Bucket #3: The Long-Term Plan
It’s not uncommon to spend two to three decades in retirement. As such, it’s critical to have a portion of your nest egg siphoned for long-term growth planning.
If your portfolio needs to last 25+ years, you’ll have to invest in riskier, growth-minded equities. With the support of the other two buckets, you can take on more risk to boost the value of your nest egg long-term.
So what should you invest in? You want to build a diversified portfolio with exposure in the U.S and foreign markets, large-cap and small-cap stocks, various industries/market sectors, etc. All the standard investment rules apply. We’ll use your risk tolerance, time horizon, lifestyle goals, income channels, and more to help you curate this bucket.
The third bucket serves two distinct purposes:
- Increase the value of your nest egg
- Help replenish the other buckets when needed
While this bucket will likely experience more volatility, it also has the most time to reap rewards long-term. Depending on your growth goals, you may also be able to use this bucket to help you leave a legacy, like giving to charity, leaving your children an inheritance, etc.
Maintain A Healthy Emergency Fund
Yes, retirees still need emergency savings!
While you may think your need for extra cash is long-gone, retaining an emergency fund can be instrumental in helping you weather market storms. Instead of drawing from your investments to cover living expenses, you could turn to this account.
The average length of a bear market is just over 9 months, so it might be best to aim for 10-12 months of living expenses in your emergency savings. Once your investments start doing better, you can look to replenish the account.
As always, it’s often best to store emergency funds in a liquid, accessible account like a high-yield savings or money market account.
Create A Proactive Tax Plan
Proactive tax planning can significantly benefit your retirement income plan. How? Through strategic action, you can keep more of your money working for you and less going to the government.
At Step by Step, we’re passionate about helping you build a forward-looking tax plan that ultimately saves you money in the long term. Depending on your income needs and goals, there are many strategies to consider, but here’s a snapshot.
- Tax loss harvesting. Here, we sell underperforming stocks to offset gains from other profitable stocks or other income. This balance helps keep your tax bill at bay and your allocations in order.
- Roth conversions. Roth conversions can be handy for early retirees (before you start taking RMDs). Market downturns also present more opportunities to use Roth conversions to give you more tax-free income. This strategy can be complex, so let’s talk about it together to see if it makes sense for you.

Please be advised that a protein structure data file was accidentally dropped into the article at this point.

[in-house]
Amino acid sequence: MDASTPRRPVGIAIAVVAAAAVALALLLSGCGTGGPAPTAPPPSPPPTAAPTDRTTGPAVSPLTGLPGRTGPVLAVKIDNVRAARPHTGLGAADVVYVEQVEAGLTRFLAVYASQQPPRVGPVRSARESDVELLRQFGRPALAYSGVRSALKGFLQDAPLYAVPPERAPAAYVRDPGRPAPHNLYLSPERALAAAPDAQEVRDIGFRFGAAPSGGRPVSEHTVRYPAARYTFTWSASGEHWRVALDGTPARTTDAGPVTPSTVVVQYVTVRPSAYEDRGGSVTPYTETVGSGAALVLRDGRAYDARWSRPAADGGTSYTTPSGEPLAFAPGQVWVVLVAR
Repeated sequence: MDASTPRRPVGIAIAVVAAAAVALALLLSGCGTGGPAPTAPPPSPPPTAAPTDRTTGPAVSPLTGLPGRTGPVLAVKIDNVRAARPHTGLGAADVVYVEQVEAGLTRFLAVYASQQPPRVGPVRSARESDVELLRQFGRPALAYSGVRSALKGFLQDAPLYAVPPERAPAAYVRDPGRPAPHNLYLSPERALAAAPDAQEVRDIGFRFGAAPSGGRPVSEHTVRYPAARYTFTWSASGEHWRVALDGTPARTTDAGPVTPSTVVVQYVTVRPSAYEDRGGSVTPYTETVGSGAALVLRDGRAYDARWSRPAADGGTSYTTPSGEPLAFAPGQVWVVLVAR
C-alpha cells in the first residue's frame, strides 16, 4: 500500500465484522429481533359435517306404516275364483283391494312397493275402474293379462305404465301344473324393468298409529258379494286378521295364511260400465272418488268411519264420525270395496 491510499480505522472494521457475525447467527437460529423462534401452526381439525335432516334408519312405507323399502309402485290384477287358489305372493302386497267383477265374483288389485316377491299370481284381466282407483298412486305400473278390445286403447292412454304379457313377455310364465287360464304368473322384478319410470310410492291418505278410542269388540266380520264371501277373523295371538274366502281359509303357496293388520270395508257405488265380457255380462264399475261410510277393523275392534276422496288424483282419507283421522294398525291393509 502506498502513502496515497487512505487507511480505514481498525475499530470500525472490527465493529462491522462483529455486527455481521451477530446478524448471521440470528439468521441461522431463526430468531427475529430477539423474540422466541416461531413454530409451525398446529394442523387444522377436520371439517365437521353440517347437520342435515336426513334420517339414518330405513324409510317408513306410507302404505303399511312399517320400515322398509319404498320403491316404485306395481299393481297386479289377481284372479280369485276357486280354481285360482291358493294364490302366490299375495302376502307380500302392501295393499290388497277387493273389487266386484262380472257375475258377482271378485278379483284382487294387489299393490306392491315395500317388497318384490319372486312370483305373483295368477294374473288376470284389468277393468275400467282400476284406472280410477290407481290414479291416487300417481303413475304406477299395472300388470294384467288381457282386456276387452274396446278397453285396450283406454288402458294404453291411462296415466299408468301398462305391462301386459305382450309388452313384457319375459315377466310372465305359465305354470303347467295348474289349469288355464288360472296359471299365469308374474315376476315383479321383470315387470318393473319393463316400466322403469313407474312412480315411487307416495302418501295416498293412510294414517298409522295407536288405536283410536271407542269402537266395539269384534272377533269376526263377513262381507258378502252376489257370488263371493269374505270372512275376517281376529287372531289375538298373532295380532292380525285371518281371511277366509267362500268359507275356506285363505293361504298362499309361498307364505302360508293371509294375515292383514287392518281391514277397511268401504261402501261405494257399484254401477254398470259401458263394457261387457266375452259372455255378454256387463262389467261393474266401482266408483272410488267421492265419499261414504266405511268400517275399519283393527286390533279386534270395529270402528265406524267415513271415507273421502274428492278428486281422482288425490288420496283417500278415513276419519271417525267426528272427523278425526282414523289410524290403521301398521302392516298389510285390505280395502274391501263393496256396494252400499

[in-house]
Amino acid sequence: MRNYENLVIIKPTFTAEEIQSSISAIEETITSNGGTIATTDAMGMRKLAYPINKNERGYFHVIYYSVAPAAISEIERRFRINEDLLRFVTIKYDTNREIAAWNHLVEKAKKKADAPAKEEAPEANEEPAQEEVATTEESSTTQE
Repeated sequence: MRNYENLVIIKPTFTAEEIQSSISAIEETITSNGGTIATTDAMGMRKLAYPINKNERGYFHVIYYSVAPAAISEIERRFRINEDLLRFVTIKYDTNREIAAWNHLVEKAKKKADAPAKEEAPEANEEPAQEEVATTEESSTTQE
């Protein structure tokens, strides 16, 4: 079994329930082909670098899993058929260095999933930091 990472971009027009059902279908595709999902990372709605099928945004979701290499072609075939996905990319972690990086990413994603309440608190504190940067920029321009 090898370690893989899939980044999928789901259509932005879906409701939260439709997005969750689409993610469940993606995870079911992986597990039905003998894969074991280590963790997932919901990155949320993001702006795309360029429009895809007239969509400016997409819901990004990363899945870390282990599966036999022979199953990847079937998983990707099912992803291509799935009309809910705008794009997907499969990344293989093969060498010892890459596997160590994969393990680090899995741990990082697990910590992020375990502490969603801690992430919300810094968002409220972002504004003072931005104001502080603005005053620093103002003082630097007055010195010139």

- Retirement withdrawal strategy. We help you create a plan that optimizes your retirement cash flow. It’s a process that examines which accounts you should withdraw from and how much money you take out. Here, the more tax diversity, the better—a mix of tax-free, taxable, and tax-deferred accounts can bring more options and creativity.
- Charitable giving. There are many ways retirees can give tax-efficiently (bunching, donor-advised funds, etc.), but perhaps one of the most lucrative is a qualified charitable distribution (QCD). A QCD enables you to give up to $100,000 from a traditional IRA to a qualified charity.
When done correctly, tax planning can help you extend your nest egg's longevity, making it exceptionally viable during market volatility.
Finding Insulation In Instability
Market downturns come with various emotions. It’s unsettling to watch the market decline, primarily if you rely on the returns to supplement your lifestyle.
But remember, we help you construct a fortified portfolio to withstand any market movement.
We want to help you be the wise person who builds their house on rock—steady, constant, and firm—not on sand. A great way to do that is to divide your income into three distinct buckets. The bucket strategy helps ensure you have the income you need in the short term while still giving your investments room to grow long-term.
How can the retirement bucket strategy give your income more stability, even in a down market? Let’s talk more about your unique situation together. Set up an appointment with us today.